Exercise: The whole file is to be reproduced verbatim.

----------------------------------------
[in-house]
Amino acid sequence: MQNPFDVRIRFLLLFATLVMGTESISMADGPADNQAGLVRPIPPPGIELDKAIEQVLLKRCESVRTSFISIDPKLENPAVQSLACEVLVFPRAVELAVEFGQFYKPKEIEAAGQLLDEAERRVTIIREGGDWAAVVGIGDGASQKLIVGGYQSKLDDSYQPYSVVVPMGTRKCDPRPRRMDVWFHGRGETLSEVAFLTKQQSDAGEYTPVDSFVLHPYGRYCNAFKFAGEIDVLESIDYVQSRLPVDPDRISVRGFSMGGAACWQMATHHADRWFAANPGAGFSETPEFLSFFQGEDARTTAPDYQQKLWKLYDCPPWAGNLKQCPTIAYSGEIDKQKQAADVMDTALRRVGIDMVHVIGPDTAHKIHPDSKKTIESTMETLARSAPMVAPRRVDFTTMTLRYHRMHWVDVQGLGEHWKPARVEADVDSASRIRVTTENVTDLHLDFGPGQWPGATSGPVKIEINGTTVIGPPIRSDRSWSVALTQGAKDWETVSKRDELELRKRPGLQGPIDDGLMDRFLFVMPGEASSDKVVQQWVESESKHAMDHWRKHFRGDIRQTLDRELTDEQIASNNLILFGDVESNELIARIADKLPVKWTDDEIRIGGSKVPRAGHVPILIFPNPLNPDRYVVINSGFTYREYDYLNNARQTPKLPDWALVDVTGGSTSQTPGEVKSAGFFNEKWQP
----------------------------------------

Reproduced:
[in-house]
Amino acid sequence: MQNPFDVRIRFLLLFATLVMGTESISMADGPADNQAGLVRPIPPPGIELDKAIEQVLLKRCESVRTSFISIDPKLENPAVQSLACEVLVFPRAVELAVEFGQFYKPKEIEAAGQLLDEAERRVTIIREGGDWAAVVGIGDGASQKLIVGGYQSKLDDSYQPYSVVVPMGTRKCDPRPRRMDVWFHGRGETLSEVAFLTKQQSDAGEYTPVDSFVLHPYGRYCNAFKFAGEIDVLESIDYVQSRLPVDPDRISVRGFSMGGAACWQMATHHADRWFAANPGAGFSETPEFLSFFQGEDARTTAPDYQQKLWKLYDCPPWAGNLKQCPTIAYSGEIDKQKQAADVMDTALRRVGIDMVHVIGPDTAHKIHPDSKKTIESTMETLARSAPMVAPRRVDFTTMTLRYHRMHWVDVQGLGEHWKPARVEADVDSASRIRVTTENVTDLHLDFGPGQWPGATSGPVKIEINGTTVIGPPIRSDRSWSVALTQGAKDWETVSKRDELELRKRPGLQGPIDDGLMDRFLFVMPGEASSDKVVQQWVESESKHAMDHWRKHFRGDIRQTLDRELTDEQIASNNLILFGDVESNELIARIADKLPVKWTDDEIRIGGSKVPRAGHVPILIFPNPLNPDRYVVINSGFTYREYDYLNNARQTPKLPDWALVDVTGGSTSQTPGEVKSAGFFNEKWQP